Spanish | French
Home > Deceased Sisters > Marie Therese Douillard - Date of Death 14/06/2015



Latest updates






More pictures

Marie Therese Douillard

List of Deceased Sisters

Date of Death 14/06/2015

SMSM Sisters

Sr Marie Therese Douillard smsm

[Formerly Sr Mary Assumpta]

February 23rd 1924 – June 14th, 2015

Marie Therese Douillard was born and raised in Chicopee, Massachusetts. Her parents were Alfred Douillard, from Canada, and Rosalie Bergeron Douillard who came from Holyoke Massachusetts. Marie Therese had seven brothers and one sister, all of them now deceased.

A year after graduating from Holy Name High School in Chicopee, Therese entered the Marist Missionary Sisters in Bedford, Massachusetts on August 2nd, 1942. She made her first vows on February 2nd, 1945. On September 21st 1946 she set out for the Solomon Islands (then known as the “South Solomons”), an area that was just beginning to recover from the devastation of the Second World War. She would spend most of the rest of her life among the people of the Solomons, whom she loved so dearly, and served so competently.

In the first few years she taught at Visale and Tangarare. In 1950 she travelled to Australia because of medical concerns. It was suspected that she had tuberculosis, but tests proved negative. She made her perpetual vows in Killara on February 2nd, 1951, then returned to the Solomons and became novice directress for the local congregation, the Daughters of Mary Immaculate. In 1957 she was appointed Regional Superior of the SMSM in the Solomons and served in that office until 1964, when she was appointed the first Provincial of the newly established Province of Australia.

Several Australian Sisters who knew her during her years as Provincial have written to tell us about the challenges that Marie Therese faced during that time:

She came into office as the Congregation was being re-structured from independent units of “Regions” to a stronger united body of several of these units called a “Province”. This was not an easy task for Marie Therese and she suffered from being in, what was probably for her, a strange country and culture. However she was most faithful to this mission asked of her by the Congregation.

It was the time of post Vatican II, a time of reorganization within the Church, and consequently in the Congregation. It was a time of insecurity and often of misunderstandings. Marie Therese brought her own sense of personal integrity to decisions she had to make in these troubled times. It is said she never held a Council Meeting without the Constitutions at her right hand. Under her leadership the Province did not suffer from the divisions or extremes of opinions, as had other Congregations at that time.

As Provincial, Marie Therese faced the need of Sisters to be professionally trained, thus adding to the burden of those waiting for replacements. She established the rotation for Sisters experiencing the LTSR for the first time. All the while the concern for the care of the aged Sisters throughout the Province was in her mind. Searching for financial support was constantly before her. She saw “Lourdes” close as a TB Hospital to be reopened as a rehabilitation unit with the Sydney Mater Hospital.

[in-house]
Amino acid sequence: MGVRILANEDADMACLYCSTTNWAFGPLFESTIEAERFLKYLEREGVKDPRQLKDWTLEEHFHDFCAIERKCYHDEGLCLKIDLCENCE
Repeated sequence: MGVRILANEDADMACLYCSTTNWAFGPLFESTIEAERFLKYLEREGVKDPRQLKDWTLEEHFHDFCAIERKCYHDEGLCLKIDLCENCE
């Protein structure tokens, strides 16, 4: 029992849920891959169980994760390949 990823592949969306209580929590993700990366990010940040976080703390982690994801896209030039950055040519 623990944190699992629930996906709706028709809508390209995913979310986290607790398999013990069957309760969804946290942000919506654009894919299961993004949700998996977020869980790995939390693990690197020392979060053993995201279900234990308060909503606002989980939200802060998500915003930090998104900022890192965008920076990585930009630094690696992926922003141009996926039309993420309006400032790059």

When her term of Office was completed she was missioned to the Solomon Islands where she worked untiringly to lead the local Congregation, the Daughters of Mary Immaculate, for whom she had great love, to their independence as a religious congregation with their own Mother General & Council. Then she was free to give herself to the greatest work she could do for the Church of the Solomon Islands. She was a gifted linguist knowing several languages and so she spent several years, in Tangarare, in relatively poor working conditions, while she translated, with the assistance of a team of DMI Sisters and Solomonese Laity, the complete Bible into the Gari language.

In 1979-80 Sr Therese, in the USA for her home visit, took additional time to study linguistics and techniques in Biblical translation in Texas as well as Scripture courses at Pope John XXIII Seminary in Weston Massachusetts. For the next 18 years she devoted herself to this translation work and saw it completed before she returned to the USA definitively in October 1998.

She had been having difficulty walking for some time and it was soon discovered that she had a tumor on the spine. After surgery in 1999, and despite extensive rehabilitation, she never fully recovered the use of her legs.  She was at Bethany Health Care Center in Framingham for one year and then transferred to Maristhill Nursing Home in Waltham in October 2000, where she remained for the last 15 years of her life.

These last years were no doubt a time of suffering known to God alone… the swift transition from world of the Solomon islands to the world of health care institutions in the USA, the physical suffering, the increasing need to depend on others for so many needs of everyday life, and yet Sr Marie Therese continued to radiate an atmosphere of peace and inner joy to those around her.

She enjoyed visits from her nieces and nephews, from Sisters and from friends she knew from the Solomon Islands. A couple who had served in the Solomons as Peace Corps workers years ago, Becky and Bill Bezzard, were very devoted to her, coming to visit several times a year. Many family members came for her funeral and many staff members and workers from Maristhill, who gave testimony to the impact she had had on their lives.

May you enter fully into “the joy of the Lord”, Therese. We feel confident that, like your patron, St Therese of Lisieux, you will spend your heaven continuing to do good on earth.

In Mary,

Sr Claire Rheaume smsm (Regional Leader)                                                 

Sr Virginia Fornasa smsm (Communications Secretary)